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We’ve seen Nicolas Cage lose his shit. Not just on the big screen, but with an infamous compilation of Cage’s finest moments of insanity. The only question is: why hasn’t Paul Giamatti gotten a video of his own? His performance in Ironclad alone would provide enough content. That’s just one example in a long line of Giamatti’s more bizarro choices — choices that Giamatti is proud to be able to make.

As for his newest film, Phil Morrison’s All is Bright, Giamatti is fairly grounded as Dennis, an ex-con who heads to New York to sell Christmas trees with his old partner in crime Rene (Paul Rudd). All is Bright is a New Yorker dramedy with two Canadians at the center of it. We discussed the film, along with a wide range of topics, with Paul Giamatti at its press day:

Do you enjoy discussing your work?

[Laughs] It depends. Truth be told, I don’t. I’m okay doing it, though. I can find a way to enjoy it. In an ideal world, I would not want anybody to know anything about me.

[Laughs] So you think it takes away from the mystery?

Yeah, it does. Why does it even matter what I say about anything? The movie is all that matters. I just don’t think I matter. I’m happy to talk about the film, though.

Well, I can say you’re still surprising people. I didn’t even know you were in The Congress.

I haven’t seen that, actually. I’m really interested in seeing it. I read that script and I thought, “This is one of the craziest things I’ve ever read.” Actually, they came to me for a different part. I asked if I could play the doctor. They were, like, “Why?” First of all, I never get to play nice people. Second of all, this character is kind of like God. He’s so random. I’m really interested in seeing it. You liked it?

It may be my favorite movie this year.

Excellent. I don’t know when it comes out, but I’m interested. On the page it just read insanely. It was, “What is going on?” I can only imagine.

What are some of your favorite New York movies?

That’s interesting. Let me see…well, Martin Scorsese’s movies, of course. Everybody always says Sweet Smell of Success. There’s plenty of great New York movies, and I’d say Dog Day Afternoon is one of them. Another one is the original Taking of Pelham One Two Three, which I watched the other day. It’s an amazing document of New York at that time. That’s amazing.

It has one of the best endings.

[Laughs] It does! It really does. Walter Matthau is amazing in that. Nobody would ever make that movie now with guys like that, you know? They tried to remake it, but, Jesus, those guys. Jerry Stiller was just great in that.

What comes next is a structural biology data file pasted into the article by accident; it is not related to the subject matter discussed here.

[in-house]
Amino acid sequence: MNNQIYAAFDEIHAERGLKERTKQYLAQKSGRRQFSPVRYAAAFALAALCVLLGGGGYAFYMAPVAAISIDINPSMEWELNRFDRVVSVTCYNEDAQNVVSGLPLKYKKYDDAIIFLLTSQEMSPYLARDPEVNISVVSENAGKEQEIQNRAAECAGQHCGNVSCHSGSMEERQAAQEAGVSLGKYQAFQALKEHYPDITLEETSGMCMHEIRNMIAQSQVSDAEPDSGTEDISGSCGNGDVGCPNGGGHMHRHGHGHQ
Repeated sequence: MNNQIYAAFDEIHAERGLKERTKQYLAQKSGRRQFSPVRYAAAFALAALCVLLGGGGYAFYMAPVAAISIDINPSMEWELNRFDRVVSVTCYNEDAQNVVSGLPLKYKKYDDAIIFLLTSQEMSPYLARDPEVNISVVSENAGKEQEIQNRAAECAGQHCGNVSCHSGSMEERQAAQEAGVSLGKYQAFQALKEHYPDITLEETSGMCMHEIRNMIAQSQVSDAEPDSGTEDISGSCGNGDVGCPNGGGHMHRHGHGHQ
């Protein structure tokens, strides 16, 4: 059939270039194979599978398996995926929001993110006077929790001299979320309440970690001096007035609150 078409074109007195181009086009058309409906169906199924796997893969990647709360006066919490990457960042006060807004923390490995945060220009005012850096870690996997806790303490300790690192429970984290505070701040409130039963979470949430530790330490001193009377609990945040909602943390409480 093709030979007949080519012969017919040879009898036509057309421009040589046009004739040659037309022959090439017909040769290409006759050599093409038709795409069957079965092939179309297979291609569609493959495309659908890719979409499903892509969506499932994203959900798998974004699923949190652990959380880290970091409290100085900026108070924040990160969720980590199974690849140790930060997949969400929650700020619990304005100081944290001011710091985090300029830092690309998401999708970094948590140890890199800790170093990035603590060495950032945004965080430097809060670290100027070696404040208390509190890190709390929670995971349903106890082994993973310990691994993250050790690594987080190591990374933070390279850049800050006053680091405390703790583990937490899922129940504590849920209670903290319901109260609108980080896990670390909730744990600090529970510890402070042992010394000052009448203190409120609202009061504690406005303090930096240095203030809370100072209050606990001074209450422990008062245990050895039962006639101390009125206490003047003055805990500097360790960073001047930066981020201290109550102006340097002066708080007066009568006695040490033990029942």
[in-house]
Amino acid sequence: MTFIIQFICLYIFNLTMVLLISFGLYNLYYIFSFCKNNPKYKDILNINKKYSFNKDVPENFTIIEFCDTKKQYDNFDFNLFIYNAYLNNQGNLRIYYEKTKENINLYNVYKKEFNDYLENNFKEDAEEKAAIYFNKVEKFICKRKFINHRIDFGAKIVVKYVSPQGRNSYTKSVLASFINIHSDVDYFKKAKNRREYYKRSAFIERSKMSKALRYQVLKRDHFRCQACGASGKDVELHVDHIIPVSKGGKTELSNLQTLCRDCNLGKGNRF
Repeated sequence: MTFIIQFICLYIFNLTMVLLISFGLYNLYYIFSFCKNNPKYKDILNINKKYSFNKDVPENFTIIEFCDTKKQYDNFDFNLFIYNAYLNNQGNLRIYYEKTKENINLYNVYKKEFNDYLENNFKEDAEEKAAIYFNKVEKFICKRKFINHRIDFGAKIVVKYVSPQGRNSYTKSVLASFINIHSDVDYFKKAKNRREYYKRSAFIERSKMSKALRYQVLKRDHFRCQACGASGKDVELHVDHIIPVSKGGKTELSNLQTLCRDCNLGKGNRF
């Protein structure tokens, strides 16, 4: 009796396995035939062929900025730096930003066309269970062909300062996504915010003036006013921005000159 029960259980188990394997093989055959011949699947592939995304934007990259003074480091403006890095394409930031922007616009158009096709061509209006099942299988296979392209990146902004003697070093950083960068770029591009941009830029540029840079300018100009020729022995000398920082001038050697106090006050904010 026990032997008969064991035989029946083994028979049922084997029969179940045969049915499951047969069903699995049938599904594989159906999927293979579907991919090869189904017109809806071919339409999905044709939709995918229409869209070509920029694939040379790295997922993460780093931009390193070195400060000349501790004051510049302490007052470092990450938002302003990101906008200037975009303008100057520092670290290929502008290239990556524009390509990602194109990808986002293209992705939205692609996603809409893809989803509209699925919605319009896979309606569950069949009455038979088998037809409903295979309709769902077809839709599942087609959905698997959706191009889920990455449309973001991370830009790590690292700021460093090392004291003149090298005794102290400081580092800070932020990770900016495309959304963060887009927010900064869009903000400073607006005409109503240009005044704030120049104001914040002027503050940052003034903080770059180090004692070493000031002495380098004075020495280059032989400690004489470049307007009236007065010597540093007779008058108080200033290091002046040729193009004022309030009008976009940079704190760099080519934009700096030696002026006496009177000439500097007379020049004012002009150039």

Did you grow up as a film fan?

Yeah. I just think going to the movies was a big deal as a kid.

Were there any anti-heroes, in the vein of Dennis, that you were a fan of?

Oh, sure. I was a kid in the 70s, which was the great era for that.

There are actors, especially movie stars, who express concern over “likability.” I saw All is Bright and 12 Years a Slave in the same week. I’m guessing you don’t worry much about likability?

[Laughs] It’s not something I’m ever particularly worried about, no. It’s not something I’ve ever thought much about. There are parts that make you think, “Well, that’s supposed to be nice.” Like I said about The Congress, I never get to play nice people. There’s definitely a difference between the two. And likable? It’s subjective. For 12 Years a Slave? I don’t know… [Laughs]

What was interesting about the part was when I spoke to Steve McQueen I said, “I want this guy to look like he’s having a good time. This is something he enjoys doing.” His idea was to present it all as fact. It was just a fact of life, so my character treats them as livestock. That kind of movie requires a great eye, which McQueen has.

Why do you think people generally don’t cast you as the nice guy?

I don’t know. I think it just begins as the thing people start to associate you with. It’s a funny thing with actors, because that usually happens with the first couple of things you’re noticed for. I do enjoy playing those roles. I enjoyed playing that character in 12 Years a Slave. It was an interesting part. People ask, “How can you play such a character?” I say, “He’s having a good time.” I find it interesting to play unpleasant people.

This movie is all about the relationship you and Paul Rudd share. Do you have to find chemistry beforehand or can you get it on set?

I think you can find it. Maybe if you got to know someone, well, it’d make it harder, actually. Who knows? I kind of feel like an actor’s job is to have chemistry. It’s a job, so you have to find a way to do it. You can find it at the drop of dime, though.

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Can you recall any examples where that happened?

I don’t think I’ve ever not hit if off with somebody. The guy I worked with in Sideways, Tom [Haden Church], we hit it off immediately. He wanted to call me on the phone beforehand to chat. I think he was thinking about building chemistry. We ended up talking on the phone for four or five hours. We got along fantastically.